Self attested copy of the proof of identity of the settler (Aadhaar card, passport, voter ID, driving license or any such photo ID)
Self attested copy of the proof of identity of each trustee
Proof of the registered office address of the Trust (electricity/water bill or registration certificate)
As a Trust, you need to prepare the Trust Deed on stamp paper. The value of this stamp paper is of a certain percentage of the total value of the Trust’s property. Further, this percentage varies from state to state.
In addition to this, you need to pay a fee of Rs. 1100. Out of this amount Rs. 100 is the registration fee and Rs. 1000 are the charges of keeping a copy of the Trust Deed with a sub – registrar.
After receiving a certified copy of the Trust Deed, submit the same along with properly attested photocopies with the local registrar. Further, the settler must put his signatures on every page of the photocopy of the Trust Deed. Also, it is mandatory for the settlers as well as two other witnesses to be physically present along with their identity proof at the time of registration. However, physical presence of Trustees is debatable.
After submitting the Trust Deed with the registrar, the registrar retains the photocopy and returns the original registered copy of the Trust Deed. Then, after completing all the formalities registration certificate is issued within a minimum of seven working days.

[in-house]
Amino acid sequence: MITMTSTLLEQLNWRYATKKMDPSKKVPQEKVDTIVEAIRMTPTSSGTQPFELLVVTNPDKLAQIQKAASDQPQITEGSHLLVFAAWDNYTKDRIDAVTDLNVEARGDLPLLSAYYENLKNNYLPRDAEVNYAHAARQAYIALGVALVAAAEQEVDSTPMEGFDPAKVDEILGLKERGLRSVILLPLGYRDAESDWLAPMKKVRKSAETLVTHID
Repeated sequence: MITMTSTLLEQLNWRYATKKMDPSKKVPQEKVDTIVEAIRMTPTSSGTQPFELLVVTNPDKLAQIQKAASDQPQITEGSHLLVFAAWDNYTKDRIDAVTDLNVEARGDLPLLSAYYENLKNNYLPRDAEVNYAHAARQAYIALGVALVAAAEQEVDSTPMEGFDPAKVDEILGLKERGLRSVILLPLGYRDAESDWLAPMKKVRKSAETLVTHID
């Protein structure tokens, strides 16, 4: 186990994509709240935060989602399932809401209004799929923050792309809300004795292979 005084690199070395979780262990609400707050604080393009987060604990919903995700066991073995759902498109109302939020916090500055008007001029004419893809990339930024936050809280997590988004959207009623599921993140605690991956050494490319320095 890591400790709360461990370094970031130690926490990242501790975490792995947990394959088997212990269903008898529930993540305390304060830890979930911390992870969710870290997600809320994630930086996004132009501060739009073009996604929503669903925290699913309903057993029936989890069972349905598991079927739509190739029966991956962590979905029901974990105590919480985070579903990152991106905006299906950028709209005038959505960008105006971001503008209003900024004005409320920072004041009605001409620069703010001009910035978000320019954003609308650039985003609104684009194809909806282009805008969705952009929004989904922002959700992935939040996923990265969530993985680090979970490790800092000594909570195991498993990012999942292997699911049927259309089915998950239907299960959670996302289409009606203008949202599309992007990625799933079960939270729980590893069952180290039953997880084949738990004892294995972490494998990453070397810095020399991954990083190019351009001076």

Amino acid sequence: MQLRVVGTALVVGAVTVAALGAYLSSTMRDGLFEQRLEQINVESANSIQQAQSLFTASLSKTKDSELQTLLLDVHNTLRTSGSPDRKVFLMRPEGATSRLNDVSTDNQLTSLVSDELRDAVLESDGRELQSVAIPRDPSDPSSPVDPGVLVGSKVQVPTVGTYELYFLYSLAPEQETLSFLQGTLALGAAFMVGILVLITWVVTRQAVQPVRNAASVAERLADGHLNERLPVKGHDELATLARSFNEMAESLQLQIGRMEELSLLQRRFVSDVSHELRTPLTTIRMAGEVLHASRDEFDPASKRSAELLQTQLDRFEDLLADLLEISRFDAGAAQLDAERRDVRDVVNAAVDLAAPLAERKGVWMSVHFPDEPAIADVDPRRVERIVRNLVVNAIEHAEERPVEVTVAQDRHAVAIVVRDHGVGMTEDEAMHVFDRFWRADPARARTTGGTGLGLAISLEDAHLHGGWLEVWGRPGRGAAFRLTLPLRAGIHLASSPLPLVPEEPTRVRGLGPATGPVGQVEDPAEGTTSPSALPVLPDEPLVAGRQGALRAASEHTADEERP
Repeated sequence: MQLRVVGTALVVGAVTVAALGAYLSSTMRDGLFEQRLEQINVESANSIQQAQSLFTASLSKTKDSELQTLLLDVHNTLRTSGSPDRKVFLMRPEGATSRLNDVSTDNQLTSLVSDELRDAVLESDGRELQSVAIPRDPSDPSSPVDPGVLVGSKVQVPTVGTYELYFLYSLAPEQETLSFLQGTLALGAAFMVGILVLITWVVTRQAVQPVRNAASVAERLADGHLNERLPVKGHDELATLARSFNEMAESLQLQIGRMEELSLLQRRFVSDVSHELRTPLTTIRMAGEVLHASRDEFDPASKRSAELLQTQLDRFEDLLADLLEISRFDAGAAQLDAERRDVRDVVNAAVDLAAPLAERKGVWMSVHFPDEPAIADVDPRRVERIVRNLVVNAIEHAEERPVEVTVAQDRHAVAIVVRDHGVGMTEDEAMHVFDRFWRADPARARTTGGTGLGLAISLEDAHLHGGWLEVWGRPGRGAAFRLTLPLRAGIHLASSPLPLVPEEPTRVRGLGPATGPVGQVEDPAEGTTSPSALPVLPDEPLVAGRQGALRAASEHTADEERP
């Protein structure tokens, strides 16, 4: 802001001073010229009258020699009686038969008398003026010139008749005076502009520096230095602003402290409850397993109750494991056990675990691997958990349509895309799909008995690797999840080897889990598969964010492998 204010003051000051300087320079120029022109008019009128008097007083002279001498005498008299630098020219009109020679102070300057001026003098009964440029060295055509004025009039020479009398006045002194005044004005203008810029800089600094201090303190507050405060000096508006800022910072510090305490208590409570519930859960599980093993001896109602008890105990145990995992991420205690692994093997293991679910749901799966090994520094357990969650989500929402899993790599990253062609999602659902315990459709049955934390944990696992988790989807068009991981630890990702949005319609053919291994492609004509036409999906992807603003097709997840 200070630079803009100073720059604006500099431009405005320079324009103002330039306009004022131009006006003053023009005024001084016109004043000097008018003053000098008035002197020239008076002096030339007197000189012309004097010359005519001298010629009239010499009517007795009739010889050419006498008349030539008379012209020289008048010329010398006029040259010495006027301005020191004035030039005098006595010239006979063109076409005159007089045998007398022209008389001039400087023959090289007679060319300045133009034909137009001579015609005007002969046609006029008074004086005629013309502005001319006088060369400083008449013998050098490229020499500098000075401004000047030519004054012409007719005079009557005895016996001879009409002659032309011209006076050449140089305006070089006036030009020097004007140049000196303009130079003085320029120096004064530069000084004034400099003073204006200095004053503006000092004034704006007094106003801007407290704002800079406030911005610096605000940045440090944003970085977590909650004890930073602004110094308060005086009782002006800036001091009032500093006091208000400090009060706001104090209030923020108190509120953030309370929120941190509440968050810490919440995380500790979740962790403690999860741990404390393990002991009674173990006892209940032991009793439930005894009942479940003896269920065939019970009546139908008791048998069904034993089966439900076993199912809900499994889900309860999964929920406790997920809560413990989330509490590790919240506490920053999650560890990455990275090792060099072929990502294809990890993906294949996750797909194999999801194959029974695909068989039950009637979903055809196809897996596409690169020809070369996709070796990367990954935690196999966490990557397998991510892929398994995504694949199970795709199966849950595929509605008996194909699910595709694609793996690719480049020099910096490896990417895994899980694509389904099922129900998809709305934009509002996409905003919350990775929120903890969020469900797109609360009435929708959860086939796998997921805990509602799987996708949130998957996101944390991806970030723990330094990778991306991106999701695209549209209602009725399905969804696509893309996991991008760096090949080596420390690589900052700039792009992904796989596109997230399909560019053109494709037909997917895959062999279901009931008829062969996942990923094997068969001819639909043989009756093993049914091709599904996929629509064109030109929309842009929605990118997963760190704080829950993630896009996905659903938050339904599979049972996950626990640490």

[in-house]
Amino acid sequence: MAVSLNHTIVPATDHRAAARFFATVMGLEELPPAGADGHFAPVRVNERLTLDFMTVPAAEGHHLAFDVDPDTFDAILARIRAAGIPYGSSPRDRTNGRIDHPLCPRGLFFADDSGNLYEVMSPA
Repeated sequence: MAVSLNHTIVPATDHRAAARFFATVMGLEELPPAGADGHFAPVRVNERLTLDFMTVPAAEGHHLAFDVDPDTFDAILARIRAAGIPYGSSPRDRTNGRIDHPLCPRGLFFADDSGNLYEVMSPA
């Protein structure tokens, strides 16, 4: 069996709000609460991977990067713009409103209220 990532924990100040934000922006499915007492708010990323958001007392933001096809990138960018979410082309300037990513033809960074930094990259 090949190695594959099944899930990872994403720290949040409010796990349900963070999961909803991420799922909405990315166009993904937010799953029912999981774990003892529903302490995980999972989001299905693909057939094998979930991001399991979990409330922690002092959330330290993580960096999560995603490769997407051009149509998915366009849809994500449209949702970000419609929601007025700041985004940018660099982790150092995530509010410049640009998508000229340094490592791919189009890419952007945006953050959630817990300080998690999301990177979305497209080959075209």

The Indian Societies act make it mandatory to have a unique name for registering the societies. It is also important that the name of the society decided should be accepted by all the members of society. The society name has to be unique in all sense and in any way makes an impression of any other society or the name is already taken by any other society it makes the other society (prior registration holder) to oppose the newer registration.
The next rules make it mandatory for the societies to have a memorandum of association. This also has another condition of making it mandatory for the societies to frame rules and regulations for the societies. The societies with their memorandum, rules and regulations have to be signed and attested by every registered member of the society witnessed by the oath commissioner, notary, first class magistrate.
A society registration can be done for the development of fine arts, science, or literature or else for diffusion of purposeful knowledge or charitable purposes of political education. According to section 20 of Society Act, 1860,
|Public Trust||Private Trust|
|It is a trust whose beneficiaries include the public at large. Further, a Public Trust can be further subdivided into Public Charitable Trust and Public Religious Trust||A private Trust is the one whose beneficiaries include families or individuals. Further, a Private Trust can be subdivided into:|
|Private Trusts whose beneficiaries and their requisite shares both can be determined|
|The Private Trusts whose both or either the beneficiaries and their requisite shares cannot be determined.|
SOCIETY REGISTRATION IN INDIA
A society is an association of several individuals combined using a mutual accord to deliberate, govern and act cooperatively for some communal purpose. Societies are usually registered for the advancement of charitable activities like sports, music, culture, religion, art, education, etc.
Society Registration, under, The Society Registration Act, in India, lays down certain procedures for the sake of society registration & operation. This act was implemented with the purpose of augmenting the legal stipulations of society registration for the advancement of literature, fine arts, science or distribution of awareness for bountiful purposes. The society registration act, 1860 has been accepted by several state governments without or with further amendments.